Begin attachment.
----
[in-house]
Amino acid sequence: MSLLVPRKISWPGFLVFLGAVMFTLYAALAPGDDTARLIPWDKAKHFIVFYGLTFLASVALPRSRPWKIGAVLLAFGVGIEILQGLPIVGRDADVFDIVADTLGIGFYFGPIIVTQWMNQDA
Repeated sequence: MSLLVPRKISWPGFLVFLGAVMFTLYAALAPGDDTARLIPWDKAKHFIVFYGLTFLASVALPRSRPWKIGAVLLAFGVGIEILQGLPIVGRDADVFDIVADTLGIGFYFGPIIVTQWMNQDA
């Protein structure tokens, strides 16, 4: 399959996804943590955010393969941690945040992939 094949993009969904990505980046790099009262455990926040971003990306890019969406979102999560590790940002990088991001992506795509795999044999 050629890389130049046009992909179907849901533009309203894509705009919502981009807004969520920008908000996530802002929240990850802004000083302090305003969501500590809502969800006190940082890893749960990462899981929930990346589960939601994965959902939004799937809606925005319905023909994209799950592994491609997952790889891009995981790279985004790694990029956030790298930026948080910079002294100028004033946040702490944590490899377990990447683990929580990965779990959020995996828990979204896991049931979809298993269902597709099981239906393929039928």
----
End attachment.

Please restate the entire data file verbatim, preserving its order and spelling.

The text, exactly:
[in-house]
Amino acid sequence: MSLLVPRKISWPGFLVFLGAVMFTLYAALAPGDDTARLIPWDKAKHFIVFYGLTFLASVALPRSRPWKIGAVLLAFGVGIEILQGLPIVGRDADVFDIVADTLGIGFYFGPIIVTQWMNQDA
Repeated sequence: MSLLVPRKISWPGFLVFLGAVMFTLYAALAPGDDTARLIPWDKAKHFIVFYGLTFLASVALPRSRPWKIGAVLLAFGVGIEILQGLPIVGRDADVFDIVADTLGIGFYFGPIIVTQWMNQDA
């Protein structure tokens, strides 16, 4: 399959996804943590955010393969941690945040992939 094949993009969904990505980046790099009262455990926040971003990306890019969406979102999560590790940002990088991001992506795509795999044999 050629890389130049046009992909179907849901533009309203894509705009919502981009807004969520920008908000996530802002929240990850802004000083302090305003969501500590809502969800006190940082890893749960990462899981929930990346589960939601994965959902939004799937809606925005319905023909994209799950592994491609997952790889891009995981790279985004790694990029956030790298930026948080910079002294100028004033946040702490944590490899377990990447683990929580990965779990959020995996828990979204896991049931979809298993269902597709099981239906393929039928």